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Corporate Ethics  

Thomas Donaldson and Diana C. Robertson

Serious research into corporate ethics is nearly half a century old. Two approaches have dominated research; one is normative, the other empirical. The former, the normative approach, develops theories and norms that are prescriptive, that is, ones that are designed to guide corporate behavior. The latter, the empirical approach, investigates the character and causes of corporate behavior by examining corporate governance structures, policies, corporate relationships, and managerial behavior with the aim of explaining and predicting corporate behavior. Normative research has been led by scholars in the fields of moral philosophy, theology and legal theory. Empirical research has been led by scholars in the fields of sociology, psychology, economics, marketing, finance, and management. While utilizing distinct methods, the two approaches are symbiotic. Ethical and legal theory are irrelevant without factual context. Similarly, empirical theories are sterile unless translated into corporate guidance. The following description of the history of research in corporate ethics demonstrates that normative research methods are indispensable tools for empirical inquiry, even as empirical methods are indispensable tools for normative inquiry.

Article

Corruption and Business Ethics  

Steven G. Koven and Abby Perez

Corruption remains a way of life for many cultures and subcultures, an ethos that is often consistent with the goal of corporate profit maximization. Corruption may yield benefits at the personal or individual firm level, but at the societal level corruption is detrimental to aggregate growth, individual effort, and faith in institutions. Corruption, as defined by the Oxford English Dictionary, is dishonest or fraudulent conduct by those in power, typically involving bribery. Corruption exists on a continuum that can range from rampant to minimal. Rampant corruption exists when entire organizations willingly and knowingly promote actions that are injurious to workers, consumers, or society as a whole. Egregious examples include knowingly producing and selling harmful products or ignoring conditions that impair the health and safety of workers. At the other extreme, minimal corruption can include petty violations such as stealing a small amount of office supplies for personal use. Moral, ethical, and legal guides have evolved over time in efforts to ameliorate the most obvious and egregious forms of corruption. These guides are supported by perspectives of philosophy such as utilitarianism, deontology, virtue ethics, intuition, and ethical relativism. Each of these perspectives represent an important and qualitatively different lens in which to assess ethical behavior. While some philosophical viewpoints emphasize the categorical nature of right or wrong action, others emphasize context, net benefits of actions, or individual virtue reflected in individual actions, and perspectives that are systematically reviewed. Philosophical influences are viewed as highly relevant to an understanding of modern-day corruption. Business ethics is also influenced by various competitive and complementary models that compete for influence. While the market model of business ethics has long endured, alternative perspectives of business ethics such as the stakeholder model of corporate social responsibility and the sustainability model have recently arisen in popular discourse and are explored. These alternative models seek to replace or supplement the market model and advocate for a greater recognition of environmental responsibilities as well as responsibilities to a broad array of stakeholders in society such as workers and consumers. Alternative models move beyond the narrow perspective of profit maximization and consider ethical implications of business decisions in terms of their effects on others in society as well as future generations. Various philosophical perspectives of ethics are examined, as well as how these perspectives can be applied to attain a more complete understanding of the concept of corruption.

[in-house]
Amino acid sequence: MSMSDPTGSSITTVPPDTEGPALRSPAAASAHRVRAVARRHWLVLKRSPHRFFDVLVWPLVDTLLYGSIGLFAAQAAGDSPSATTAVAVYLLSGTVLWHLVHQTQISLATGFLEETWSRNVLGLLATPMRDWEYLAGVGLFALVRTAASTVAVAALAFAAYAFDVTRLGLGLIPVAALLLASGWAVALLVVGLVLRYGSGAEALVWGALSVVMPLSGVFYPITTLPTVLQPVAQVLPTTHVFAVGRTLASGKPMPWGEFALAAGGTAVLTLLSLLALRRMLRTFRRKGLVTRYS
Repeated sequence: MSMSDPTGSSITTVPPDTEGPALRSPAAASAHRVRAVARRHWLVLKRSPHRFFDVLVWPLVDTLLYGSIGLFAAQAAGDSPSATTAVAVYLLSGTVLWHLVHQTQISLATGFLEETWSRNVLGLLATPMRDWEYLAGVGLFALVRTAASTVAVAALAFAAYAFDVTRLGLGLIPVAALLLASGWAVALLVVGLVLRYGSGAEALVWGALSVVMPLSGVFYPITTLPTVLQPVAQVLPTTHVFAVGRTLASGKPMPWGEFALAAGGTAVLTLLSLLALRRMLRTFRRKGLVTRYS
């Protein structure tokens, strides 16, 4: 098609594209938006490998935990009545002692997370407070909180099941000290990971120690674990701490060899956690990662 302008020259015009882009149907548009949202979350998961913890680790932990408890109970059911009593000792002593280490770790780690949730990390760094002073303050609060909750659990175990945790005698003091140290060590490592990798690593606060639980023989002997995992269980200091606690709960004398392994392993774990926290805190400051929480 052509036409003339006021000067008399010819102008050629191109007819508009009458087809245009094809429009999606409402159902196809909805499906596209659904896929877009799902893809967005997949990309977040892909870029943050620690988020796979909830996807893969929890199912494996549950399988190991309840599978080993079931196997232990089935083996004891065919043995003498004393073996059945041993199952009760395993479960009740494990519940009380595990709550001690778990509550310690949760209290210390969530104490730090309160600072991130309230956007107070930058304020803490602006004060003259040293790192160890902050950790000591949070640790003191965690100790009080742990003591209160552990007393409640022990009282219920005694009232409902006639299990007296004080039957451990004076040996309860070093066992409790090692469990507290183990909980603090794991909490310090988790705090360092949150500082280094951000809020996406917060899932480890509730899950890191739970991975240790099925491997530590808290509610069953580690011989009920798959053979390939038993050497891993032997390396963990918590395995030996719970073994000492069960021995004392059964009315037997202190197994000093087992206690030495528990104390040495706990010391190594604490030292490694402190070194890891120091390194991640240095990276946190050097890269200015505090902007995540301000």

Article

Corporate Fraud, Corruption, and Financial Malfeasance  

Harland Prechel